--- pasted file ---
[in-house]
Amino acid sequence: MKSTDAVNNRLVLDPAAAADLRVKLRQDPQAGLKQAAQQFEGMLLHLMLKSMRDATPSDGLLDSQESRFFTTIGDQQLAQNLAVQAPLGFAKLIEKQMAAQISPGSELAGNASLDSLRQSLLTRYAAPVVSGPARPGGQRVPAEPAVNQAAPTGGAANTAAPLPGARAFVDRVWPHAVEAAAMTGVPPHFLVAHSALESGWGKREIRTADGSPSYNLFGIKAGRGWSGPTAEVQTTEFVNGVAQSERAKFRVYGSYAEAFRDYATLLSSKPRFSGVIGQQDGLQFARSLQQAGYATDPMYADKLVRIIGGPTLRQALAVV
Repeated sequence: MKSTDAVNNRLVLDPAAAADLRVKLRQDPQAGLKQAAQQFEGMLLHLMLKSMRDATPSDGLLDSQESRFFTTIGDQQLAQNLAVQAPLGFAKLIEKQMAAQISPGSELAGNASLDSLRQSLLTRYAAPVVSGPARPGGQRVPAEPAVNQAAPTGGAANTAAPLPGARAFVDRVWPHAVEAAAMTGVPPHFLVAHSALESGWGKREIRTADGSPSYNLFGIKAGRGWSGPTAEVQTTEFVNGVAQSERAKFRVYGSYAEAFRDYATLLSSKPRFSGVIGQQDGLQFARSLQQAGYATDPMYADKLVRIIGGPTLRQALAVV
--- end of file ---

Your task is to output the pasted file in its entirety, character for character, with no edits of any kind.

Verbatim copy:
[in-house]
Amino acid sequence: MKSTDAVNNRLVLDPAAAADLRVKLRQDPQAGLKQAAQQFEGMLLHLMLKSMRDATPSDGLLDSQESRFFTTIGDQQLAQNLAVQAPLGFAKLIEKQMAAQISPGSELAGNASLDSLRQSLLTRYAAPVVSGPARPGGQRVPAEPAVNQAAPTGGAANTAAPLPGARAFVDRVWPHAVEAAAMTGVPPHFLVAHSALESGWGKREIRTADGSPSYNLFGIKAGRGWSGPTAEVQTTEFVNGVAQSERAKFRVYGSYAEAFRDYATLLSSKPRFSGVIGQQDGLQFARSLQQAGYATDPMYADKLVRIIGGPTLRQALAVV
Repeated sequence: MKSTDAVNNRLVLDPAAAADLRVKLRQDPQAGLKQAAQQFEGMLLHLMLKSMRDATPSDGLLDSQESRFFTTIGDQQLAQNLAVQAPLGFAKLIEKQMAAQISPGSELAGNASLDSLRQSLLTRYAAPVVSGPARPGGQRVPAEPAVNQAAPTGGAANTAAPLPGARAFVDRVWPHAVEAAAMTGVPPHFLVAHSALESGWGKREIRTADGSPSYNLFGIKAGRGWSGPTAEVQTTEFVNGVAQSERAKFRVYGSYAEAFRDYATLLSSKPRFSGVIGQQDGLQFARSLQQAGYATDPMYADKLVRIIGGPTLRQALAVV